Note: This movie seems to suffering from a title identity crisis, because in some places I’ve seen it’s called Live. Die. Repeat., which to my knowledge, is/was the tagline. I like the name Edge of Tomorrow better, and that’s the title the movie was originally presented to me as, and what it was titled as in the credits, so that is what I am calling it.
Between my disappoint with Tom Cruise’s sci-fi flick Oblivion and not hearing too much (positive or negative) about this movie, I went in with somewhat low expectations, but hoping I would enjoy it. Thankfully, Edge of Tomorrow proved to be a well-told (not tiring) loop story with fascinating science fiction elements, featured in a world I wanted to learn more about, and with two protagonists I cared about.
At the opening we see that the world is at war with aliens who have come here and invaded us. The focus isn’t on the aliens, though they are the reason the loop occurs. I won’t give away all the details with that plot element, but Rita acquired the ability to loop from a previous battle with the aliens, and then Cage acquires it this time around. And with this looping comes the objective to completely dismantle the aliens to where they lose the war and, hopefully, Cage nor anyone else will have to relive the bloody slaughtering over and over again.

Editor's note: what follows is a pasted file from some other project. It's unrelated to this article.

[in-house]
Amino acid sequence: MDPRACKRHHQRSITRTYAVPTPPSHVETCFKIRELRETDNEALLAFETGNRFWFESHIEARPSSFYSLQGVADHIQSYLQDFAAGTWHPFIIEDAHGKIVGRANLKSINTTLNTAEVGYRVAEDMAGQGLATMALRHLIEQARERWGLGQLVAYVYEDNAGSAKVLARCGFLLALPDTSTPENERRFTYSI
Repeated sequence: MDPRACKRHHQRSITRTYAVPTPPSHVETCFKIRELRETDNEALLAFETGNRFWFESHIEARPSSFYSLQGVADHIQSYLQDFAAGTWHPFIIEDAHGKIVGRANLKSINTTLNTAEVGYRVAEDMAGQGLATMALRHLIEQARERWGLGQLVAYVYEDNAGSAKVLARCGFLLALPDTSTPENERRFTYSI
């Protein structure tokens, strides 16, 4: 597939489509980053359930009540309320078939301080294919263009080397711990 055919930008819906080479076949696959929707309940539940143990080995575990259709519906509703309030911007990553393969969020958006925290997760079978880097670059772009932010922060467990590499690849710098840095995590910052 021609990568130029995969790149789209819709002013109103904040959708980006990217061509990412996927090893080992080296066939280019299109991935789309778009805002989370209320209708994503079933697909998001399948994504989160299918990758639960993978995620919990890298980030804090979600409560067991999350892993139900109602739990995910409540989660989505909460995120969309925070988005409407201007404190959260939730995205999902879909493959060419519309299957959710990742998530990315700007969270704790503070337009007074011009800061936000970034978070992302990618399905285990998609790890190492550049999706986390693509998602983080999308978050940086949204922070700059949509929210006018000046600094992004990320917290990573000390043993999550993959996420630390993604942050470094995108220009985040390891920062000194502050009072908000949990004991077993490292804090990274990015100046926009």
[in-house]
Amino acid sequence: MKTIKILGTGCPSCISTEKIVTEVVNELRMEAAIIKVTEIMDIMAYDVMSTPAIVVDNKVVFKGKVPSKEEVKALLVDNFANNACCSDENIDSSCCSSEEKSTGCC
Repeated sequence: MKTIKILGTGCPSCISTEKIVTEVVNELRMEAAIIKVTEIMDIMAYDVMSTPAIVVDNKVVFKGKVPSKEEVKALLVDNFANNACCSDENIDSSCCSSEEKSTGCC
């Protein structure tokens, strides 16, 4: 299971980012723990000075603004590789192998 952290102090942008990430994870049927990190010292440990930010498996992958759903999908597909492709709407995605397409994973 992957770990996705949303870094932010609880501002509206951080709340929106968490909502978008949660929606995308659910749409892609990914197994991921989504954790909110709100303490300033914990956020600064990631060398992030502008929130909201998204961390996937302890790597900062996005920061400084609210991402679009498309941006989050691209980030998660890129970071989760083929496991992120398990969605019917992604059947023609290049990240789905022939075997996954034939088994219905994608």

Cage is not the most sympathetic character at first, which is intentional, but he certainly becomes one as he is forced to relive this battle over and over again, and then is finally able to train with and talk to Rita and they get further into their mission. Of course everything we see is abbreviated, but based on what we hear, I think it’s safe to say that Cage has to go through these couple of days for at least a year’s worth of time. Can you imagine how tiring that would be? Thankfully, they portrayed that as well. Cage is not a born hero. Rita isn’t either. They have been put in circumstances in which they are forced to survive and hopefully save the world.
I appreciated that the repeated content never grew stale, but Catge’s different choices and reactions helped make it always feel new. This can definitely be a problem with loop stories, and luckily this one was well-handled.
I don’t have any real complaints, though my initial reaction to the ending made me go, “What?! That’s it?!” because it was quite abrupt. But really, what would have been the point of dragging it out at that point? Did I want this movie to turn into The Return of the King or something? Overall, the movie was definitely worth a watch, and I found it enjoyable and thought-provoking.